For any sport, the bowl is the soul of the venue. Designers strive to develop sight lines based on a common focal point for the fans. While this is often taken for granted, it was one of the biggest challenges for DAYTONA Rising because of its scale. The focal point varies greatly along the length of the grandstands, due to the slope of the track, the distance to the track and the track elevation. This is very different than a traditional stick and ball sport stadium where the view to the field is 100 degrees. With race cars whizzing past the grandstand at an average speed of 180 mph, the amount of action directly in front of fans is only about .1 percent of the total action on the track. Therefore, DIS required a 180 degree field of view to see the entire 2.5 mile track (or 3.5 mile including the road courses on the infield). 

To better appreciate these challenges, the new stadium at 2/3 of a mile in length actually follows the curvature of the earth. It is the equivalent of three Empire State Buildings laid end-to-end. This sets up an entirely different field of play with its own set of design rules. 

To study these variables, ROSSETTI used its proprietary Sightline Designer, a parametric plug in for Grasshopper, which allowed designers to make decisions in real time to shape the viewing quality of the seating bowl and heights of the concourses. 
ROSSETTI created 30 individual sight line views of the race track compared to the average of six sight line views for other sports venues.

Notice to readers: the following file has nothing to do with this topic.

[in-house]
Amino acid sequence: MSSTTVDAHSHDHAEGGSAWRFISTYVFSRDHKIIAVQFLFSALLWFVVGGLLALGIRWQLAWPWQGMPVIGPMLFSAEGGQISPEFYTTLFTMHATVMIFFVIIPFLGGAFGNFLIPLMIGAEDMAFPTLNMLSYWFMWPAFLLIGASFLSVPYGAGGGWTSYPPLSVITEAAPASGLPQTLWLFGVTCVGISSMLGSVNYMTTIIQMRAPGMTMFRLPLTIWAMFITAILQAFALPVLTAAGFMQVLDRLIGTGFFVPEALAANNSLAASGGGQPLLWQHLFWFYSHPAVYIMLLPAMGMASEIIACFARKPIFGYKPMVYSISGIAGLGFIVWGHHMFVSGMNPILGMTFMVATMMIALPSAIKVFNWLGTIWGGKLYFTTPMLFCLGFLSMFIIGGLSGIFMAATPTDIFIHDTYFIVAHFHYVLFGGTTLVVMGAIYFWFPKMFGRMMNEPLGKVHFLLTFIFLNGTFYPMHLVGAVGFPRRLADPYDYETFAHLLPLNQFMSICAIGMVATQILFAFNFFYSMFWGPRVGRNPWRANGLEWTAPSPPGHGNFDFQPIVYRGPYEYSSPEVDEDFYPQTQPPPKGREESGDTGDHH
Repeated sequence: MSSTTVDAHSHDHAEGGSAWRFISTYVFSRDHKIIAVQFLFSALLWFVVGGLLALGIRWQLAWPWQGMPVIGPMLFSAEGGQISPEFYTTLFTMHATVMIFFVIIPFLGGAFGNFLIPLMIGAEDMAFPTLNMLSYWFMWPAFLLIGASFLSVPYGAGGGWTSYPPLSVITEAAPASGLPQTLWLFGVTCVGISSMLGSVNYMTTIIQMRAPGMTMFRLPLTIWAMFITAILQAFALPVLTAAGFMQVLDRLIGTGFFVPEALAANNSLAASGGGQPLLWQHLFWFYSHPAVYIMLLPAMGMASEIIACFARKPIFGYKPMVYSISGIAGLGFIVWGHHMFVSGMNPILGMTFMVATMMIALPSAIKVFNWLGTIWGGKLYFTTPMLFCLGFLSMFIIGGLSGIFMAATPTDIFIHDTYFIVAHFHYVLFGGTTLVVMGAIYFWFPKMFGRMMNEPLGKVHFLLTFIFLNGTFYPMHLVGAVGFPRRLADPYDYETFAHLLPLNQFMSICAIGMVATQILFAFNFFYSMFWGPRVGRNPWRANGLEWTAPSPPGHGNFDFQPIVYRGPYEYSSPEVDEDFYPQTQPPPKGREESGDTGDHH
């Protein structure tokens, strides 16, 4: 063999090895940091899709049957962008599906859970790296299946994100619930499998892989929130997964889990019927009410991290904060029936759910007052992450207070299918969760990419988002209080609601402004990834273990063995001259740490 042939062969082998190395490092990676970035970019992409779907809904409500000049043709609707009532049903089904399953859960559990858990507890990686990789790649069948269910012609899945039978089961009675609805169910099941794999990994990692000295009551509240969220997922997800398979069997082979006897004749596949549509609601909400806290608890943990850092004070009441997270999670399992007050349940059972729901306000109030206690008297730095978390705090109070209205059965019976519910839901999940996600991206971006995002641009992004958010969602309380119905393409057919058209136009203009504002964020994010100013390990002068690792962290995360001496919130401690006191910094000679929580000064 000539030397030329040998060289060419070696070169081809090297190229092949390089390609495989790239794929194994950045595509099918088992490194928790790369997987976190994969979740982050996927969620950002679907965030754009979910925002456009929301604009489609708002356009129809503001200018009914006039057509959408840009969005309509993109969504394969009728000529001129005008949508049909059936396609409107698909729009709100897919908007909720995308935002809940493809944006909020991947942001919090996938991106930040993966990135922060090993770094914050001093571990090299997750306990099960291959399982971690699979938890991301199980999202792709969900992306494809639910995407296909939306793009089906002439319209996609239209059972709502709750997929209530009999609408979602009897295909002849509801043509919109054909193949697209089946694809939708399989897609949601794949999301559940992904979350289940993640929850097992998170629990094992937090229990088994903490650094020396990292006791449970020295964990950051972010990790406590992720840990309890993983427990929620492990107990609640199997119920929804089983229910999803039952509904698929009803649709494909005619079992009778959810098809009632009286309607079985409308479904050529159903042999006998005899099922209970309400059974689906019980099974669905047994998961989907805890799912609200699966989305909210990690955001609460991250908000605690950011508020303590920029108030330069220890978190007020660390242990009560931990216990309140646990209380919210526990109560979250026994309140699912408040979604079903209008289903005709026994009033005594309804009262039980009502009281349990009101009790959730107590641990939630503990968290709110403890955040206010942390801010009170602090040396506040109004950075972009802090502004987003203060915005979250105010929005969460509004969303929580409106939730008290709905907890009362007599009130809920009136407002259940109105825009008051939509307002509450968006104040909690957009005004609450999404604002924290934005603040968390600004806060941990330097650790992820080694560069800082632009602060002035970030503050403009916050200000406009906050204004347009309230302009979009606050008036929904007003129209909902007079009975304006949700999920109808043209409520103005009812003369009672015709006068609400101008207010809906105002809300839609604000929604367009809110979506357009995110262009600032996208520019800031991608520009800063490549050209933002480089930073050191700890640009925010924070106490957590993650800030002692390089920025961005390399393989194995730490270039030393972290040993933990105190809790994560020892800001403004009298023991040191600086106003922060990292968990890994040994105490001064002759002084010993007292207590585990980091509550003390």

Sightline Designer allowed designers to set a focal point from 20 feet out from the track wall and four feet up from the track, which is assumed to be the roof of a sports car in the middle of the track (this would be the lowest car on the track as NASCAR stock cars are slightly higher).

According to Daytona International Speedway President, Joie Chitwood III, the result is “sightline perfection.”


At the beginning of the construction documentation (CD) phase, International Speedway Corporation decided to keep the existing grandstand’s steel structure for the lower bowl and seating steel. This needed to be integrated into the proposed design, since the original design was all new construction, although ISC had considered relocating portions of the structure to another location. 

To accomplish this new request, a Point Cloud 3D scan of the existing structure was performed and used to create a model of the existing steel. The detailed geometry captured in the laser scan uncovered variations and provided a model of existing conditions, which saved immense field measuring time that would have been required to document all of the various conditions. The process involved setting up a laser every 30 feet or so (each column bay) along the mile long grandstand and recording data. This information was then converted into a 3D model usable by structural engineers, Walter P Moore. However, even with the most sophisticated technology, there are lessons learned. According to ROSSETTI Technical Director, Greg Sweeney, the data still had to be reconciled with some field surveys to get the most accurate information.